Local food bank impacted by government shutdown, receiving less food

Many who rely on SNAP benefits to get their food are likely breathing a sigh of relief after the USDA decided they’ll still receive their benefits through February, despite the government shutdown.

However, many may still be on edge and wondering what they’re going to do when March rolls around.

Local food banks are feeling the pressure. The government shutdown has hit Roadrunner Food Bank hard, forcing them to potentially make tough decisions.

“There’s lots of empty pallet spaces down here. This is not typical this time of year. We usually see this fairly full in spots like this where you would have two pallets back to back, back to back,” said Sonya Warwick, Roadrunner Food Bank’s communications officer.  

“There’s a lot of unknown facts. We don’t want to create fear or anything like that. But we want to let people know this is a very serious issue,” said Warwick.

A perfect storm of events: that’s how Roadrunner is describing their current situation.

Last week, they started getting calls from furloughed government workers.

“People who are in need right now, including federal workers, are calling us for access in their communities,” said Warwick.

Warwick says that will add more families to a long list of New Mexicans they already help feed.

“On a weekly basis, 70,000 hungry people are in a food line in our state,” said Warwick.

Many of them also rely on food stamps to feed their families.

While the federal government has extended funding for the program through February, the big concern is if the shutdown continues past that time, those families will need more help from places like Roadrunner Food Bank.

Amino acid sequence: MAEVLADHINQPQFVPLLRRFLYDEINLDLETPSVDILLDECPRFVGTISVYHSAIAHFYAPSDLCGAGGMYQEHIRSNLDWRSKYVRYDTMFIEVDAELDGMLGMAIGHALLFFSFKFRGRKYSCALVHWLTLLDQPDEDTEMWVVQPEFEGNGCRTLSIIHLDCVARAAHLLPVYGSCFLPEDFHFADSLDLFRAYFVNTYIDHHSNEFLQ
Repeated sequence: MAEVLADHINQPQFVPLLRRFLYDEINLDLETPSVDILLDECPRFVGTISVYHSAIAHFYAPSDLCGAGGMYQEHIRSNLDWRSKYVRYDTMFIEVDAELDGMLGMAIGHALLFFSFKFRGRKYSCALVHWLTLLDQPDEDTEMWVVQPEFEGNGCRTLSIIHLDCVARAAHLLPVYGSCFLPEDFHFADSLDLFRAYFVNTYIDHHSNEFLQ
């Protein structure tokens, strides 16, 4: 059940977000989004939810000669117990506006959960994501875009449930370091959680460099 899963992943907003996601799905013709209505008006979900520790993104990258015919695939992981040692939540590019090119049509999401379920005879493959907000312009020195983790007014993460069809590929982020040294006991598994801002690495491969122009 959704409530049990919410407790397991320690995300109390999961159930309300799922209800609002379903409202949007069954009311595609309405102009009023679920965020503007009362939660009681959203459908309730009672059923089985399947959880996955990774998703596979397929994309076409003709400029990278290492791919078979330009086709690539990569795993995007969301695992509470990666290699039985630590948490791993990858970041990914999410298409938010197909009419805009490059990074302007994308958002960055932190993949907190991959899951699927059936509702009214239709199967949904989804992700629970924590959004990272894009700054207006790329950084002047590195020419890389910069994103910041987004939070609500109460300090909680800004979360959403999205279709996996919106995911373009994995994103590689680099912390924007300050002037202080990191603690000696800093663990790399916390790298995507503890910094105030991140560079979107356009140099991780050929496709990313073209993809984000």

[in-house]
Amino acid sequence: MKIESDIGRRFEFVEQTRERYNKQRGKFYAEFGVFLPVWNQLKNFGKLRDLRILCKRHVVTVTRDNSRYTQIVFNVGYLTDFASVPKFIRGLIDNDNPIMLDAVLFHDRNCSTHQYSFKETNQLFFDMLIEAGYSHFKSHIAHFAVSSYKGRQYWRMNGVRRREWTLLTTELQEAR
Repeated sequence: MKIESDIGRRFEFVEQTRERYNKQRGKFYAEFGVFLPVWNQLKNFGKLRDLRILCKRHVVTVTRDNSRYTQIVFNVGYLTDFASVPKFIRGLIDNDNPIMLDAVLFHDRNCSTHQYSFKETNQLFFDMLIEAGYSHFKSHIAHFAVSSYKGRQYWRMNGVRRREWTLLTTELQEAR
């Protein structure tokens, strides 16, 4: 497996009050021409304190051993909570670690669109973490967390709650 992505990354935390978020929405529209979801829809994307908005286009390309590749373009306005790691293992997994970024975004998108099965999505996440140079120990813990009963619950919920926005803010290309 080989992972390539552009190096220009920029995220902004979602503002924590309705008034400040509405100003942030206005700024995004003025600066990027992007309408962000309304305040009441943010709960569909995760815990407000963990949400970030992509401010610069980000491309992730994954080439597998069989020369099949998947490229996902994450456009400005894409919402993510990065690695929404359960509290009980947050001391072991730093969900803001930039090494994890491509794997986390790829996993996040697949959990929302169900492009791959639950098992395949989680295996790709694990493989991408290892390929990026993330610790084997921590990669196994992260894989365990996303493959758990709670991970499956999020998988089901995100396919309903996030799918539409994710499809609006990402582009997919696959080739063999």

“We know that it will impact our network. We know it will impact people who receive food. Our hope is that there will be some kind of agreement that will get the government back to work,” said Warwick.

Since Roadrunner Food Bank already provides for soup kitchens, group homes, schools, and senior sites across the state, they’re going to need a lot more food.

Warwick says that’s the problem.

“The type of product we haven’t been seeing is that national loads of food. I’m talking tractor trailers of foods that we would typically source through our national organization Feeding America,” said Warwick.

That has left shelves, that are normally stocked, empty, which could make it harder for the supply and the demand to be met.

While lawmakers squabble it out over a border wall on Capitol Hill, Roadrunner Food Bank says their hill is getting steeper to make sure no one goes hungry.

“We want to make sure we have food available. We’re the emergency food provider when situations like this happen,” said Warwick.

The USDA is asking states to issue benefits on Jan. 20, earlier than usual, to take advantage of a temporary funding measure.

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